Now with all the labbing I've done the terminology and processes have really been rammed home, so terms like 'superior BPDU' and 'inferior BPDU' I heard in the Chris Bryant Udemy videos start to make sense.

    I'm planning to add a 4th switch over the next day or two without a direct connection back to the Root Bridge. I'm pretty confident now that I'll be able to determine the results beforehand.
  • james43026james43026 Posts: 303Member
    For anyone that may still have a need for some visuals. Cisco has a great flash presentation that might just help, located here
  • PristonPriston Posts: 999Member ■■■■□□□□□□
    http://packetlife.net/media/library/11/Spanning_Tree.pdf
    has some good info

    Path Selection
    1 Bridge with lowest root ID becomes the root
    2 Prefer the neighbor with the lowest cost to root
    3 Prefer the neighbor with the lowest bridge ID
    4 Prefer the lowest sender port ID
    A.A.S. in Networking Technologies
    A+, Network+, CCNA
  • sschwietermansschwieterman Posts: 42Member ■■□□□□□□□□
    Oops! Looks like I gave the wrong answer based on my Netsim results in the last thread.

    GDaines, just for curiosities sake, are you using a physical lab or software like GNS3/Netsim? Reason I ask is I may have to start using something else to do my labbing if Netsim is giving me wrong answers...

    Thanks for taking to time to put the correct info out there!
  • Sy KosysSy Kosys Posts: 105Member ■■□□□□□□□□
    And I am revisiting this as well. My apologies for the erroneous information, I was wrong for the second scenario and put the config to the home lab and sonofagun it was not what I thought.

    I mistook "lowest interface of sender" to mean that of the nonroot switch.

    Important thing is, this triggered a conversation which has us all engaged and now we all have definitive proof.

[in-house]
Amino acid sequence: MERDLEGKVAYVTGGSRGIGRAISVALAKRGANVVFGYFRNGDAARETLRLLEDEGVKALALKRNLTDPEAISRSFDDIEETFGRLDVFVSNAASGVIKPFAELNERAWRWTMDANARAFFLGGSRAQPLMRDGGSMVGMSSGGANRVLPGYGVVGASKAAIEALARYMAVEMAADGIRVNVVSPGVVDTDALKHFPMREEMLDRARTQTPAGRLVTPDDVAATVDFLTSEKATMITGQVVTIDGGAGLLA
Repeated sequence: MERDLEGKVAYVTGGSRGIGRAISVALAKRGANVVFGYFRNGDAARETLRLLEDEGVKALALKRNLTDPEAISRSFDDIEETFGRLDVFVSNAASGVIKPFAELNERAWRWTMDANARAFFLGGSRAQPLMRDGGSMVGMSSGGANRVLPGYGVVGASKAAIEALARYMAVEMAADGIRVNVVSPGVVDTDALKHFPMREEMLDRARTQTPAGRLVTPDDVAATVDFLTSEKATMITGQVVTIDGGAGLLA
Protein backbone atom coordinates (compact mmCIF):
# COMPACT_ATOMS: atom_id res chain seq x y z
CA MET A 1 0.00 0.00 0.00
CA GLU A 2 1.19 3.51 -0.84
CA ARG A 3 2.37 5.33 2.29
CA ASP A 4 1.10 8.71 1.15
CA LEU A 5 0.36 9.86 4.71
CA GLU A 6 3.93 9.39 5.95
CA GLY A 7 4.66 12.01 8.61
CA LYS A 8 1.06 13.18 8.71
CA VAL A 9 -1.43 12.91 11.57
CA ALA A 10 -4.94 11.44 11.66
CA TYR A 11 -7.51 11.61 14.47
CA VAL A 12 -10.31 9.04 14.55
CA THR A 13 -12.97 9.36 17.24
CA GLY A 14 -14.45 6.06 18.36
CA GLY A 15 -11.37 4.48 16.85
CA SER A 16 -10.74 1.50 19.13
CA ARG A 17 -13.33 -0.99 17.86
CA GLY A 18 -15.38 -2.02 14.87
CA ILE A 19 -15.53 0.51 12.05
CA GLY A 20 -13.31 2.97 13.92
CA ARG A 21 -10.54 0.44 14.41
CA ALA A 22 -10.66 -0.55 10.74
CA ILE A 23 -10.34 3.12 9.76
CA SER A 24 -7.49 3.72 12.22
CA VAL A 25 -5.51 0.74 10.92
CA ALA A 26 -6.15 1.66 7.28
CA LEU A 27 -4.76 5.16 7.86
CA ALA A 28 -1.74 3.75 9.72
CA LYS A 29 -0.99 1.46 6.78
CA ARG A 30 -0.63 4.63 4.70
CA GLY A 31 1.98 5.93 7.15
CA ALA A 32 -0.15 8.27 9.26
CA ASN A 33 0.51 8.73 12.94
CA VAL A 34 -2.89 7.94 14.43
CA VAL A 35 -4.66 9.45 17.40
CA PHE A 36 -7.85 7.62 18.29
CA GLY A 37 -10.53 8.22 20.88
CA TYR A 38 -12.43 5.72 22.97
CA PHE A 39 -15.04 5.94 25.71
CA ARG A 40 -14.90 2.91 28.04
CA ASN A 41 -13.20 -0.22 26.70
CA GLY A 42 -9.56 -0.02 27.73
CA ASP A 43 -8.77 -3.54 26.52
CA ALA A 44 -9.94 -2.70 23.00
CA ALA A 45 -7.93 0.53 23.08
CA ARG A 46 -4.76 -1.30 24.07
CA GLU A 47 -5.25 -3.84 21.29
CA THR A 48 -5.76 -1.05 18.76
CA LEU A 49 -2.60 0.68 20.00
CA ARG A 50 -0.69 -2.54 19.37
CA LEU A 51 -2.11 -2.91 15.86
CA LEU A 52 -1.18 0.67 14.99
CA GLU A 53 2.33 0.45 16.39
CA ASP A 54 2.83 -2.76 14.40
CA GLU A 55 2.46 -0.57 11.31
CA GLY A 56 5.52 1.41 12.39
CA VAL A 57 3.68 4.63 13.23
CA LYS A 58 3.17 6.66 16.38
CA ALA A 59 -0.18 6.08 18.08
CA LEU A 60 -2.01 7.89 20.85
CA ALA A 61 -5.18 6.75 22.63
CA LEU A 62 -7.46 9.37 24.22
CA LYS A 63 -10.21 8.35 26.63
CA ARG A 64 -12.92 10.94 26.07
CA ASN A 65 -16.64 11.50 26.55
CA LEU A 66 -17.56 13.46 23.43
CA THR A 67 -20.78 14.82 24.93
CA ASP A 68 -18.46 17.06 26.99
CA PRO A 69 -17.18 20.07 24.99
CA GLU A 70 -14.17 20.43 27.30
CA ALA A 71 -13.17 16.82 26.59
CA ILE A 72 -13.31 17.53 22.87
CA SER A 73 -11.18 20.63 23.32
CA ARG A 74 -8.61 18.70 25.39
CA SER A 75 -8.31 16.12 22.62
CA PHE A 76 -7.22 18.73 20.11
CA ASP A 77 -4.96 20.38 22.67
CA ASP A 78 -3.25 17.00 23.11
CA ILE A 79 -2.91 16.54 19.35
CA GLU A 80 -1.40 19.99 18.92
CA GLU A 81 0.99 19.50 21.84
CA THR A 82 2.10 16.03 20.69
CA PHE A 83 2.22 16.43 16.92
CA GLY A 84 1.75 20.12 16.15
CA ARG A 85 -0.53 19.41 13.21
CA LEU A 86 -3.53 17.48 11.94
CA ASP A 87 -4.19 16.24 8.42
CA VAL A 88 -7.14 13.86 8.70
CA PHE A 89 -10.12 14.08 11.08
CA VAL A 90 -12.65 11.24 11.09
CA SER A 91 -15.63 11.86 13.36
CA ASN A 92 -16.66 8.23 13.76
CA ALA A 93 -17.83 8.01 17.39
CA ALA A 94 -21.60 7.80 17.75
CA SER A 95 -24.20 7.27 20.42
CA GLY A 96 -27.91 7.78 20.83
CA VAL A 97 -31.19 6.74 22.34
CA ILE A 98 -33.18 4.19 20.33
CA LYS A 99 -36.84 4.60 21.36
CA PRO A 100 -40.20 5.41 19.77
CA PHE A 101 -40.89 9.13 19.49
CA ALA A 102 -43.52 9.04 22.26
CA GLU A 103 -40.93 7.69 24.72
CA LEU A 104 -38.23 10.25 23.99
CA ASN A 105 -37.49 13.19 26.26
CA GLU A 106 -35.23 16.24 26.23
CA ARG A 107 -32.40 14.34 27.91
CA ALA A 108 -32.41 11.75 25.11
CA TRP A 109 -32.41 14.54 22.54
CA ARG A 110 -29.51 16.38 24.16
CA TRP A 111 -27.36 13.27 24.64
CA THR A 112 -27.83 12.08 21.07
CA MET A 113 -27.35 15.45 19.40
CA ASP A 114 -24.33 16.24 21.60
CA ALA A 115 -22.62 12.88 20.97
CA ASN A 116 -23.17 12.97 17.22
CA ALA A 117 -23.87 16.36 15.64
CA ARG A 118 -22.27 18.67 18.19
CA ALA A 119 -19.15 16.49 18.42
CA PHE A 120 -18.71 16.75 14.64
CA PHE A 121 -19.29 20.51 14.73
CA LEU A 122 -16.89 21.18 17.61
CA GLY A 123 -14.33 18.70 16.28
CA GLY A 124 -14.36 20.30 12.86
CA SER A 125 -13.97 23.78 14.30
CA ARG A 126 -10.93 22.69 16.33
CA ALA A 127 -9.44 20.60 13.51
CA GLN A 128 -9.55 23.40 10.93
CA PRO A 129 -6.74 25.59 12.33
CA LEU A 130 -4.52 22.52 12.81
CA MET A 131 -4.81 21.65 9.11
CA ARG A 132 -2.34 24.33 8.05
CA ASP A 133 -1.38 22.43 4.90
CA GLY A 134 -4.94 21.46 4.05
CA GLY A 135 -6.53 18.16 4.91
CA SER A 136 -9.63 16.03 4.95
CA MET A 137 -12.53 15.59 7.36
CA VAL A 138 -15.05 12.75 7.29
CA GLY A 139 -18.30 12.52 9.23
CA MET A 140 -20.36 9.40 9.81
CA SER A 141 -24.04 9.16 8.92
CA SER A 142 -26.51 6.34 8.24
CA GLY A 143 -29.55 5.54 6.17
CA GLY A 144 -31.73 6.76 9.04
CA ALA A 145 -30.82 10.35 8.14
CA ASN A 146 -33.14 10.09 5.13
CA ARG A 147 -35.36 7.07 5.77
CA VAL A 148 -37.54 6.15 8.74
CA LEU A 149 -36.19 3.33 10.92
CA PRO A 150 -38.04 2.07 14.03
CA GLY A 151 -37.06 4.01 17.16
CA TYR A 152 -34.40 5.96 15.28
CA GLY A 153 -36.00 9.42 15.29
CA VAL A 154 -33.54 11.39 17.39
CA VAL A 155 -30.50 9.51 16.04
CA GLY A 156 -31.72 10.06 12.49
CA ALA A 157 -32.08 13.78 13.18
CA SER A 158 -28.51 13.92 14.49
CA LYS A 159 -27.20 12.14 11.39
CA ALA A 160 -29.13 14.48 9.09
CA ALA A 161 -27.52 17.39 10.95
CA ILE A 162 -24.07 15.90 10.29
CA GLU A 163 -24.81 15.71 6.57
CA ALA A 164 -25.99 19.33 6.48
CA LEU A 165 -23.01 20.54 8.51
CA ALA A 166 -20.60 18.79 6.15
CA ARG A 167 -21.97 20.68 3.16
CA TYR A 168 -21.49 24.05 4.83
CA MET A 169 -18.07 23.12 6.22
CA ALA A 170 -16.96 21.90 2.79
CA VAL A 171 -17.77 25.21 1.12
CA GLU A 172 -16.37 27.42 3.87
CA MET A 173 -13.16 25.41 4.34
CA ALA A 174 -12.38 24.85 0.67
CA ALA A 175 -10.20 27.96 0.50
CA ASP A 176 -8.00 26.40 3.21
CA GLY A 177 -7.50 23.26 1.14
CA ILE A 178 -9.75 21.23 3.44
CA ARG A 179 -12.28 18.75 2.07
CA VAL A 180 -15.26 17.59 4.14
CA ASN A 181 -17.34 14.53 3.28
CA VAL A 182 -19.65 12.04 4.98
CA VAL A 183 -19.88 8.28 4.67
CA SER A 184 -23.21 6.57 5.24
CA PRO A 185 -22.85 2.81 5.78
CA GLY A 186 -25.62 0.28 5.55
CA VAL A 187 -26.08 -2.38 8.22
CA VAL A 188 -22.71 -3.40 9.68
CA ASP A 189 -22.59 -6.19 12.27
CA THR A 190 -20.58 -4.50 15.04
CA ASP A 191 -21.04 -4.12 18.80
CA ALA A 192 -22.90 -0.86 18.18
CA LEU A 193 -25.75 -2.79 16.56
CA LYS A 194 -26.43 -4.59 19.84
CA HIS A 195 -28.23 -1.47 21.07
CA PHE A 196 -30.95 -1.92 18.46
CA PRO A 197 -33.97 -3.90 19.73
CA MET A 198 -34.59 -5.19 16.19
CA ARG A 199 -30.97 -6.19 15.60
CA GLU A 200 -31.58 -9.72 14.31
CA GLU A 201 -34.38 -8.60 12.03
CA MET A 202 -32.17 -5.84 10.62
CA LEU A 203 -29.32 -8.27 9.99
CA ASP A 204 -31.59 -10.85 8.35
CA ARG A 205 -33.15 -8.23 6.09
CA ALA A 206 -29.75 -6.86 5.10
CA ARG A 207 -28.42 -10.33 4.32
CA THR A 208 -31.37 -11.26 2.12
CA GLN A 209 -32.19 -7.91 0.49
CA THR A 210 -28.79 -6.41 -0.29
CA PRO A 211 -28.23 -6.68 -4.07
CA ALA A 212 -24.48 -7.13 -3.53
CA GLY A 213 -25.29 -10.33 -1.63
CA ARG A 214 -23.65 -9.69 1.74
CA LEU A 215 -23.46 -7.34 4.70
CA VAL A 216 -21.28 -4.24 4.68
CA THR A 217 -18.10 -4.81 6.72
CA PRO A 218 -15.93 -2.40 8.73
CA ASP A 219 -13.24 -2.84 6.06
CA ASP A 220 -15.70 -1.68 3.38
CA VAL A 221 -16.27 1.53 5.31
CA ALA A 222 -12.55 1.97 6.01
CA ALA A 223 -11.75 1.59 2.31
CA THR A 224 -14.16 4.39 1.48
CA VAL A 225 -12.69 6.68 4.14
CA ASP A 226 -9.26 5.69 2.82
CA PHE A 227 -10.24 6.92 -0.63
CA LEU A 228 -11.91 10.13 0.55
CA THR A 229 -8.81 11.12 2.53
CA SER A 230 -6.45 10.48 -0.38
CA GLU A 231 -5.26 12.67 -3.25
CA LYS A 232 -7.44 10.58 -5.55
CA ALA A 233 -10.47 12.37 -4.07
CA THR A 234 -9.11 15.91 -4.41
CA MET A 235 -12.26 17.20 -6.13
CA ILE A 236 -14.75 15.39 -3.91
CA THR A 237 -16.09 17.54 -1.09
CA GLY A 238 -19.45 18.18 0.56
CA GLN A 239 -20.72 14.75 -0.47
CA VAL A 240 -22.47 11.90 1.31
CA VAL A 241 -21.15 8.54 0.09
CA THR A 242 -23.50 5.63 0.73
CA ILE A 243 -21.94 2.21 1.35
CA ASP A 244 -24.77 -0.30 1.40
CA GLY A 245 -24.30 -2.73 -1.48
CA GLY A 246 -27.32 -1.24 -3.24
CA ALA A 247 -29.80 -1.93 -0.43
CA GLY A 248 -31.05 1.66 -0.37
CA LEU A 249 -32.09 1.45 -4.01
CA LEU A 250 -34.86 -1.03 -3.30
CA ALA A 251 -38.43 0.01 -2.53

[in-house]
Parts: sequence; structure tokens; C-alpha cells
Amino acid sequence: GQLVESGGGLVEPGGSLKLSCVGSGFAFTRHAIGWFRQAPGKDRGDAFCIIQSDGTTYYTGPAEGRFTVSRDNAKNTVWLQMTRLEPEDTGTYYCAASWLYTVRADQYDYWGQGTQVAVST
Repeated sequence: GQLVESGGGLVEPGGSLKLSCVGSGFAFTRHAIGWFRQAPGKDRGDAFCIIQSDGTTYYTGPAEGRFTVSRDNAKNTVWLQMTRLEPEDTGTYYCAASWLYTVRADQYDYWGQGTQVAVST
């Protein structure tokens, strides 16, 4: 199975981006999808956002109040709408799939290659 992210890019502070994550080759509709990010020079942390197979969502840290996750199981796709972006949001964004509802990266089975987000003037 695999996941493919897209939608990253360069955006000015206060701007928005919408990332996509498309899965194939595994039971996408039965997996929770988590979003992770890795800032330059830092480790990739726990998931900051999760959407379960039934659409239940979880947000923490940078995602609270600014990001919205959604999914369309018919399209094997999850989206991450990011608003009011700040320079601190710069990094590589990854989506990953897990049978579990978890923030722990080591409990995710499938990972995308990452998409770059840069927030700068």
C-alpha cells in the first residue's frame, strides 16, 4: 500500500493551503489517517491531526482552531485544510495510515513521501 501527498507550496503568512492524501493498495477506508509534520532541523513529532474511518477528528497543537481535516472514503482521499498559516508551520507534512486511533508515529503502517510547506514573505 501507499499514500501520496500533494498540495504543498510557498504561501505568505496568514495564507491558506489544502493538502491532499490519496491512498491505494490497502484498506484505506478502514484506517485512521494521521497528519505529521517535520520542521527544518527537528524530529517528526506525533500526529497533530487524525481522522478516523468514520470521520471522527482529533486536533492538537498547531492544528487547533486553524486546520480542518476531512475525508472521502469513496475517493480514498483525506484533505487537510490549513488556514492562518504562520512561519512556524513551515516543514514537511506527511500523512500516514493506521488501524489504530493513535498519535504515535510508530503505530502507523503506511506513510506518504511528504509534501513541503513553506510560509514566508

Sorry guys, will double-check my work next time!
    "The size of your dreams must always exceed your current capacity to achieve them. If your dreams do not scare you, they are not big enough.”
    ― Ellen Johnson Sirleaf
  • GDainesGDaines Posts: 266Member
    Oops! Looks like I gave the wrong answer based on my Netsim results in the last thread.

    GDaines, just for curiosities sake, are you using a physical lab or software like GNS3/Netsim? Reason I ask is I may have to start using something else to do my labbing if Netsim is giving me wrong answers...

    Thanks for taking to time to put the correct info out there!

    I'm using physical switches.
  • GDainesGDaines Posts: 266Member
    For clarity I just edited the original post to add 'where all other factors are equal' before someone picks me up on my summary of results and points out the port number is not the deciding factor if other values are not equal.

    Just to make it clear, all settings and values in my lab equipment are Cisco defaults, no setting has been manipulated to affect the outcome of the test. It is, however, quite possible to manipulate many different values to influence the results in a way that benefits your setup. For example, lowering the switch priority will allow you to guarantee a particular device will always be elected as the root bridge irrespective of whether it has the lowest MAC address or not.